S1: It’s been a great way of like if I want to move wealth out of a country and I don’t want it to be confiscated by the financial authorities then just owning a bunch of gold coins and putting them in my shoe is a time honored way of doing that. Is that still a large part of the reason why people like gold is I mean to put it politely. You get to avoid governments to put it less politely. You get to avoid taxes.
S4: There’s some of that in there. I think that’s kind of still a stereotypical maybe portion of of what some of that gold demand looks like. I haven’t honestly in my time covering gold markets. I don’t think I’ve met anyone like that.
S5: Is it true to say that the price of gold is pretty much constant across countries that if gold is worth fourteen hundred dollars an ounce in America it’ll be worth fourteen hundred dollars an ounce in India and in China and in Japan and everywhere else.
S4: Yeah I think that’s pretty typical. There’s one metric that we use to measure the price of gold. It’s called the spot price. And it basically I work with colleagues kind of around the globe and we all track the same price of gold.
S1: So whether it’s someone in Singapore or someone in London we all are looking at the same price of gold and does that spot price reflect pretty closely the amount of money that it would cost to buy a gold coin in each of those countries in the U.S. for sure.
S4: I haven’t looked as closely at what the price of a coin is in South Africa or in London or in Singapore.
S7: So you don’t think that gold is is a major sort of money laundering Avenue. I mean it seems obvious to me that if I wanted something anonymous and untraceable like being able to buy some metal and melted down and you know turn it into something else and transport it easily it would if I place myself in the minds of a criminal like this would be a very attractive asset.
S4: Sure totally.
S3: You’re right on that yes a lot of people compare it to crypto currencies for that reason because the two of them are both not related to any concept in crypto currencies much more traceable like there’s a public ledger which shows you where all of the coins which have ever been minted are gold is completely anonymous. Right.
S4: Yeah. Gold is completely anonymous unless you’re buying it from you know an actual vault or something like that. But I think that I think the argument with both of them is just that none of them are tied to any government so there’s no government you know raising or decreasing rates or going into quantitative easing you know and using gold or crypto currency but as justice as a facilitator of criminal activity if I’m a drug lord and I want to launder my ill gotten gains then gold is still very attractive to me. I think that I don’t wanna encourage any criminal activity. But I think that I can definitely understand that argument. I was reading an article yesterday about a jihadist group in and I don’t remember which country it was in Africa that was working with with gold miners and just you know kind of individual they’re called artisan gold miners just folks who go panning for gold kind of in local areas basically and that’s just one way that they can make money. That’s kind of one way that they in that they can invest as a as a terrorist organization if I want to buy physical gold.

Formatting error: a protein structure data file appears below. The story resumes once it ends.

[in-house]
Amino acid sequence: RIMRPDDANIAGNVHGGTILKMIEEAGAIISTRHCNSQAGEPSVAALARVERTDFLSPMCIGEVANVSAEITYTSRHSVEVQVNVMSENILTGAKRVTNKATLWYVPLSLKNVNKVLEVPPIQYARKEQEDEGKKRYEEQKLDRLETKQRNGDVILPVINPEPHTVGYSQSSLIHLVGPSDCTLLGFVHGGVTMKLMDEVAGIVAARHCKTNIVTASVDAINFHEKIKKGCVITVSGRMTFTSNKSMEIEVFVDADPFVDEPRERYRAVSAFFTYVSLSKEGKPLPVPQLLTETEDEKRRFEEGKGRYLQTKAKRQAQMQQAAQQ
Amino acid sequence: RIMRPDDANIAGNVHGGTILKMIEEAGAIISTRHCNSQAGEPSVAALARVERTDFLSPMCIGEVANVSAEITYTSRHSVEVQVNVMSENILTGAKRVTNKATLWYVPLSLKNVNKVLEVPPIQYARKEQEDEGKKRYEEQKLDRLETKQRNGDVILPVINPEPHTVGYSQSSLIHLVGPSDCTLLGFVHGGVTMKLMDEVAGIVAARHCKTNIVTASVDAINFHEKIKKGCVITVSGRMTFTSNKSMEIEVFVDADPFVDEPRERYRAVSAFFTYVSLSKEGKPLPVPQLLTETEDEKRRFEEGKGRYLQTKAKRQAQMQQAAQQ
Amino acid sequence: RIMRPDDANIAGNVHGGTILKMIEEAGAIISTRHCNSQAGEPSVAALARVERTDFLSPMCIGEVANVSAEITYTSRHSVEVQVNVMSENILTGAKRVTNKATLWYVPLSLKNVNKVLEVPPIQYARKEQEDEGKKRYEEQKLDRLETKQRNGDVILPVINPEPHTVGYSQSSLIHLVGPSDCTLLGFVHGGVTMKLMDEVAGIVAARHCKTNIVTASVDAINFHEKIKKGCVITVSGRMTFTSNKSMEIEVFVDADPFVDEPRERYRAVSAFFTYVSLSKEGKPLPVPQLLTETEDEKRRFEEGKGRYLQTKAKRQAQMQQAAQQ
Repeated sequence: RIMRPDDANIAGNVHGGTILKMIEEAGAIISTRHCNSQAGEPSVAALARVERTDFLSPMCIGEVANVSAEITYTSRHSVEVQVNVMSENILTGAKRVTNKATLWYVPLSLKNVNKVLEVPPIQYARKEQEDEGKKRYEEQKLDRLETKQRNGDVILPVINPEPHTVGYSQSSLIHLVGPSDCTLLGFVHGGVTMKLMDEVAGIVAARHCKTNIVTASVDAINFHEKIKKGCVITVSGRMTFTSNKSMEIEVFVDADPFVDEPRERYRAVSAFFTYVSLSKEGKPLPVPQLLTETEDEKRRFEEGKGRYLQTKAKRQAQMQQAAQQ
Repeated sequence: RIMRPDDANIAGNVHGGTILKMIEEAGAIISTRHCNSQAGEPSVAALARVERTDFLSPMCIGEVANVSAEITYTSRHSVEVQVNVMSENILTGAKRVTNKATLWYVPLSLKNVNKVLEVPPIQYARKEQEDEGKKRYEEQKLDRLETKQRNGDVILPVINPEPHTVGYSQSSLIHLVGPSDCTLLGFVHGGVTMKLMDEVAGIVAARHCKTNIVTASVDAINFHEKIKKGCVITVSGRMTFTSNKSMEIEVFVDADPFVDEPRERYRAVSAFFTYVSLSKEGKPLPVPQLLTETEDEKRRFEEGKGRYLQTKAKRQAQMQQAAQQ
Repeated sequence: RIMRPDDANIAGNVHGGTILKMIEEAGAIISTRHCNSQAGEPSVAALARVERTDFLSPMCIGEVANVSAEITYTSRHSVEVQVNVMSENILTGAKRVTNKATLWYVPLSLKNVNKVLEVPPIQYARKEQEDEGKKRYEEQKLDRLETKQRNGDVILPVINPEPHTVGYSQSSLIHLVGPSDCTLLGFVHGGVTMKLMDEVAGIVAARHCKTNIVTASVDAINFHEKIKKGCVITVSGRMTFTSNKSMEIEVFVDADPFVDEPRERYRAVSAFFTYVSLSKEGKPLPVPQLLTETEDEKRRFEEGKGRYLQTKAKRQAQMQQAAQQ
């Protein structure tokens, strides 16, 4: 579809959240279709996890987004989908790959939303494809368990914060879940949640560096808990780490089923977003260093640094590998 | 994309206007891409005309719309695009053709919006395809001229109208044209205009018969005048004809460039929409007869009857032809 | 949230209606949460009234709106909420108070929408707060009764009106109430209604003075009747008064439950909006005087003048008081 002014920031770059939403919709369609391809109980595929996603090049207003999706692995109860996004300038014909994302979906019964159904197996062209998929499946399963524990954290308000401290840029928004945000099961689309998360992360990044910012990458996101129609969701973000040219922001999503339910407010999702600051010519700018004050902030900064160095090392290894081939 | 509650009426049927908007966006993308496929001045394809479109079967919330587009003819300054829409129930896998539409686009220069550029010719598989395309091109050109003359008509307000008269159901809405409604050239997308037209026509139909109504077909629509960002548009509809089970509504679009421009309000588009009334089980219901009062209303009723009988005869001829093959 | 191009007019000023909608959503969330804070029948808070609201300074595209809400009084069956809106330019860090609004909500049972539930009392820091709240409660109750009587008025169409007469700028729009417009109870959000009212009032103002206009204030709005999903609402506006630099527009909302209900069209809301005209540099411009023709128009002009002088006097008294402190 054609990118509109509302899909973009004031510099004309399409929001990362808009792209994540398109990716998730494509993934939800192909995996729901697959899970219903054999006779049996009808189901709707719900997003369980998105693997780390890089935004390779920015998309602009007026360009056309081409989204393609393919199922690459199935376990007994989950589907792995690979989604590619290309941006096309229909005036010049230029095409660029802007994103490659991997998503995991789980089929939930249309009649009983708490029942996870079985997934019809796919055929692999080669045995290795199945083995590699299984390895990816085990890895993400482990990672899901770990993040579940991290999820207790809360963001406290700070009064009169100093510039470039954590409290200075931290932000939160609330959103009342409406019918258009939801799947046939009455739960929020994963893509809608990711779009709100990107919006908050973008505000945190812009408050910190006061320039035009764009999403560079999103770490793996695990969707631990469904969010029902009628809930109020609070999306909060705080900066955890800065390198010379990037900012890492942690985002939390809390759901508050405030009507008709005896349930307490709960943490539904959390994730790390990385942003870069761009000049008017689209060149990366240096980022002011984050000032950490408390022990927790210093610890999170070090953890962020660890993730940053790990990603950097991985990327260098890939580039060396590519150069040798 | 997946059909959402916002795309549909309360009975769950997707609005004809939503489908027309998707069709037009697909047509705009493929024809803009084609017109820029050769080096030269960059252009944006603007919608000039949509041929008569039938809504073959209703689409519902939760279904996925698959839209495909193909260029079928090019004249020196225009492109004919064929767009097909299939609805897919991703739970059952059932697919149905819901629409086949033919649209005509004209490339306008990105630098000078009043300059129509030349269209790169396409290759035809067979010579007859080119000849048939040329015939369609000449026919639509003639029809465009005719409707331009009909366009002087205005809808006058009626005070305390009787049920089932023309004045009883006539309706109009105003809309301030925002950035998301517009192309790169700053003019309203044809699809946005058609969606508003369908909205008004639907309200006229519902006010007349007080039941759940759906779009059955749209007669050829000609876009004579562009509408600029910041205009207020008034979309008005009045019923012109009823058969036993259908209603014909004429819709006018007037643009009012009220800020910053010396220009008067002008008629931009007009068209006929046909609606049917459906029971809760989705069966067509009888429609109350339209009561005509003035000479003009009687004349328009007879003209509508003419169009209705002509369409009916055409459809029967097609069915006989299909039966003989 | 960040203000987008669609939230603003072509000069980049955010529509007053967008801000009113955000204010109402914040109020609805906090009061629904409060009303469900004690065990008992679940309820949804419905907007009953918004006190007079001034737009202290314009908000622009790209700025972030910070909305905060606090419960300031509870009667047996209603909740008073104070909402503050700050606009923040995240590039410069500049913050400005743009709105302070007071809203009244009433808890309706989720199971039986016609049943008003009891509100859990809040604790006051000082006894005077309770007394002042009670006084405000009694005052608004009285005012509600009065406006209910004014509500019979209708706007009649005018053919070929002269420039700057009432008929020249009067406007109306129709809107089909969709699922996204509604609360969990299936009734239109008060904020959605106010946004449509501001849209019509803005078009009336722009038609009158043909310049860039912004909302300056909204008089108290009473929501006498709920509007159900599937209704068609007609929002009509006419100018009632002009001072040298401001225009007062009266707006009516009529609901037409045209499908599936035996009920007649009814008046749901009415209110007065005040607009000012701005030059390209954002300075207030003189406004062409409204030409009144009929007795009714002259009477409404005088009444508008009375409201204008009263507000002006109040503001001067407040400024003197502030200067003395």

S6: What’s the best way of doing that.
S13: That I don’t get ripped off either in terms of price or in terms of the purity of the metal by buying physical gold as an investment. Yeah let’s say that I’m just a normal person who is like I am 35 years old and I am going to want an asset in 50 years time that is going to hold its values. I’m going to buy a physical piece of gold because God knows what’s going to happen to my Robin Hood dot com account in 50 years for at least a gold coin there’s going to be a gold coin. What is the most efficient way for me to buy that physical ounce of gold.
S4: The most common way people do that is either kind of shopping online which allows people who are 35 to put down their credit card there are gold websites where you can go and buy you know physical coins are they are they trustworthy. A lot of them are trustworthy a lot of them.
S1: How do I how do I test. How do I know whether a gold website is trustworthy.
S4: Sure. So there are if you various fine print and a lot of these companies kind of spell out their fine print whenever you read through kind of just the different what’s the what’s the markup that they have on the coin. And you can kind of go to third party websites and it’s kind of I think about it the same way I think about investing in non-profit companies.
S3: So I feel like investing in the nonprofit company is a way to guarantee that you lose all of your money. So that’s not a really great investment.
S4: I’ll explain. Okay. So there are websites that kind of give rankings of nonprofit companies and which ones are worth your time and they have different metrics. There are the gold coin companies that kind of the websites where you can buy some of the coins from the kind of detail certain standards and you can read up on you know the markup should be no more than this percent above the spot price of gold. The purity should be no more than this percentage. So a lot of times like the purity might be like ninety nine point five gold or ninety nine point nine gold.
S6: Those are some of the common purity of gold that you can buy like the more pure purity is the softer it becomes right and the more light bits can sort of fall off by mistake and I wind up losing them.
S5: That’s that’s a good point yeah a reason why I wouldn’t want 100 percent pure gold.
S4: Yes. I also don’t think anyone makes 100 percent pure gold. I think that’s like a scientific improbability.